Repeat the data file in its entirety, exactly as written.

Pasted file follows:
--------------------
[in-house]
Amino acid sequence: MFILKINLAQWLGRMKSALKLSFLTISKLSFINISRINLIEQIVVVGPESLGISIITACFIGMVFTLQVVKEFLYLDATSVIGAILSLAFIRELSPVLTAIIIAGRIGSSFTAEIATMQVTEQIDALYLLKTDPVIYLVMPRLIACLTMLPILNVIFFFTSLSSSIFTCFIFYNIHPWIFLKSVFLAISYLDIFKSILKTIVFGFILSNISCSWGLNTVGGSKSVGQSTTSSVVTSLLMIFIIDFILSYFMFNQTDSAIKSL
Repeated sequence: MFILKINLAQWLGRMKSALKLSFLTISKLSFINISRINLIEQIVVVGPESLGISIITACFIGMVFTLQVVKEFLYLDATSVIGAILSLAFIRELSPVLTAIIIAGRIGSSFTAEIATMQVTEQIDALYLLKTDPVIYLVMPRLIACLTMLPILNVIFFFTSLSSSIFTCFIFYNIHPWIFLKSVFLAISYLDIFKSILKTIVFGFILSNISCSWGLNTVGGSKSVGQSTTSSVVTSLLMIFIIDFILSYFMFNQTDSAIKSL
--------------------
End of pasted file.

[in-house]
Amino acid sequence: MFILKINLAQWLGRMKSALKLSFLTISKLSFINISRINLIEQIVVVGPESLGISIITACFIGMVFTLQVVKEFLYLDATSVIGAILSLAFIRELSPVLTAIIIAGRIGSSFTAEIATMQVTEQIDALYLLKTDPVIYLVMPRLIACLTMLPILNVIFFFTSLSSSIFTCFIFYNIHPWIFLKSVFLAISYLDIFKSILKTIVFGFILSNISCSWGLNTVGGSKSVGQSTTSSVVTSLLMIFIIDFILSYFMFNQTDSAIKSL
Repeated sequence: MFILKINLAQWLGRMKSALKLSFLTISKLSFINISRINLIEQIVVVGPESLGISIITACFIGMVFTLQVVKEFLYLDATSVIGAILSLAFIRELSPVLTAIIIAGRIGSSFTAEIATMQVTEQIDALYLLKTDPVIYLVMPRLIACLTMLPILNVIFFFTSLSSSIFTCFIFYNIHPWIFLKSVFLAISYLDIFKSILKTIVFGFILSNISCSWGLNTVGGSKSVGQSTTSSVVTSLLMIFIIDFILSYFMFNQTDSAIKSL